The other matchups were in the summer of 2015, once both had moved to the American League — Forsythe with Tampa Bay and Harris with the Astros. Harris got the better of him in all three of those matchups. Harris made him fly out to center in one game, struck him out in another, and then got him to line out to short in the top of the 11th on Aug. 19.
On Saturday night at Minute Maid Park, they met for the first time since then, and the result very well might have helped save the Dodgers’ season. With one out in the seventh inning and the Astros up, 1-0, Cody Bellinger finally broke through with a double to chase Charlie Morton, and then Harris came on and retired Yasiel Puig. Forsythe then passed on a pair of low-and-in, 92-mph cutters for 2-0, and ripped a 91-mph cutter over the middle to center, tying the score in an eventual 6-2 win.
“That was a big part of the game,” Forsythe said. “Cody is on second with two out and Harris came in. He’s got good stuff. The cutter works well for him. And the curveball. Luckily, I got into a hitter’s count and got something over the heart of the plate and got it through.”
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That run followed a George Springer homer in the previous half-inning, on a night when Alex Wood had been so good, and suddenly removed the pressure of what could have been a 3-1 World Series hole. The Dodgers proceeded to score five runs in the ninth to even the Series at 2-2 and ensure that it will go back to Los Angeles for at least a Game 6 on Tuesday night.
“No, you don’t want to get down 3-1,” Forsythe said. “But at the same time, every game is huge. It’s not til the last out, and then you can kind of breathe a sigh of relief. Win or lost, [after Game 3] we came back in and re-evaluated some things we needed to do. Tonight, at the first part of it, both pitchers were just on. Belly got a big hit, got us a guy on base, we just kind of went from there.”
When asked what kind of re-evaluating the Dodgers had done, Forsythe said: “Just talk amongst the players, evaluate their starting pitching and bullpen, and certain situations that come up and see what we want to do, and lock in when we get to the plate.”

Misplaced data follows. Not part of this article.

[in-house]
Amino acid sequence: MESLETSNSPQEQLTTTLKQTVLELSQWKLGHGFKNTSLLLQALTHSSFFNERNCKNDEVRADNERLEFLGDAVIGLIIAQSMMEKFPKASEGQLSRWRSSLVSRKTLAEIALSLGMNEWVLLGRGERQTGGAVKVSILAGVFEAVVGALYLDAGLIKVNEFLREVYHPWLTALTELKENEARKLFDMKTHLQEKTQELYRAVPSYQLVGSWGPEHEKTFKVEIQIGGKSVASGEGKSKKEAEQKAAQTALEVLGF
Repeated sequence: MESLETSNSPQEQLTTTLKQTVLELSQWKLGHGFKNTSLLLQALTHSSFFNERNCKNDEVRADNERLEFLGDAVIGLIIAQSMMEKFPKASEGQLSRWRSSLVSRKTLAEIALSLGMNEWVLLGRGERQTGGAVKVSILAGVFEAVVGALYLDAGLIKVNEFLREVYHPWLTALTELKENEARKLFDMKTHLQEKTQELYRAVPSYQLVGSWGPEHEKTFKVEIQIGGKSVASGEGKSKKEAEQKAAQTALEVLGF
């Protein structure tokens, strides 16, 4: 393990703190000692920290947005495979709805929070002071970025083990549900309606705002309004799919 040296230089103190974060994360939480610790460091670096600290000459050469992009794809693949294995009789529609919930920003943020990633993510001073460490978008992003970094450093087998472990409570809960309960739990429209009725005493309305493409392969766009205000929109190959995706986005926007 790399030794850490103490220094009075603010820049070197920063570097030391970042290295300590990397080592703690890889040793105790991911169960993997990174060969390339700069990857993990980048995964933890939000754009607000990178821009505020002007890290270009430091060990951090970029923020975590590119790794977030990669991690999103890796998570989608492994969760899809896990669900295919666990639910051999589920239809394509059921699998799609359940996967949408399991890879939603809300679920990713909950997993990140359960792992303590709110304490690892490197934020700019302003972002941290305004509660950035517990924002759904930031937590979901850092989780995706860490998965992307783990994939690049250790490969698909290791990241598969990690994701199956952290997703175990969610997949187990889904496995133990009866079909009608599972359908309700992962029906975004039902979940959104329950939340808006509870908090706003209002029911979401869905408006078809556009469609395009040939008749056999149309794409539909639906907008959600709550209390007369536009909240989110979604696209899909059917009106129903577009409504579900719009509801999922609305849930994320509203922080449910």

Bellinger’s breakout late in Game 4 was crucial for the Dodgers, but he said not to minimize what Forsythe did to essentially buy the Dodgers some time.
“Huge, man,” Bellinger said. “He went through some struggles this year as well, from that injury, and to see him come through with a huge hit this postseason is awesome. He’s an awesome clubhouse guy, so I was glad it was him.”
Forsythe did it with his glove as well. In the second inning, he dove to his right to snare a Josh Reddick smash, snapped to his feet and threw out the outfielder to end a 1-2-3 frame for starter Wood. That would prove to be a big deal, as Wood carried a no-hitter to midgame.
“Yeah, with what Alex was doing tonight, he was on with every pitch,” Forsythe said. “Defensively, if you can make plays like that behind your starting pitcher — for us, we want to make every play — to be able to do that, save him some pitches, build his confidence, let him know we’re behind him, I think it leads to a quality start.
“I take pride in my defense. The biggest reason is to help our pitching. If you can make a good play, if you can turn that double play like we turned, it changes that momentum a little bit. It’s big for pitchers, and it’s saving their pitches, allowing them to go deeper into games.”
Now that it’s down to a best-of-three, don’t be surprised to see some matchups repeat themselves, as tends to happen in the final stages. For example, another Harris vs. Forsythe matchup, one that has been mixed but worked in the Dodgers’ favor Saturday.
“You savor it tonight,” Forsythe said, “and then tomorrow you wake up and throw it away and get ready for a game.”
Mark Newman is enterprise editor of MLB.com and a baseball writer since 1990. Follow him on Twitter @Marathoner and read and join other baseball fans on his MLB.com/blogs hub. This story was not subject to the approval of Major League Baseball or its clubs.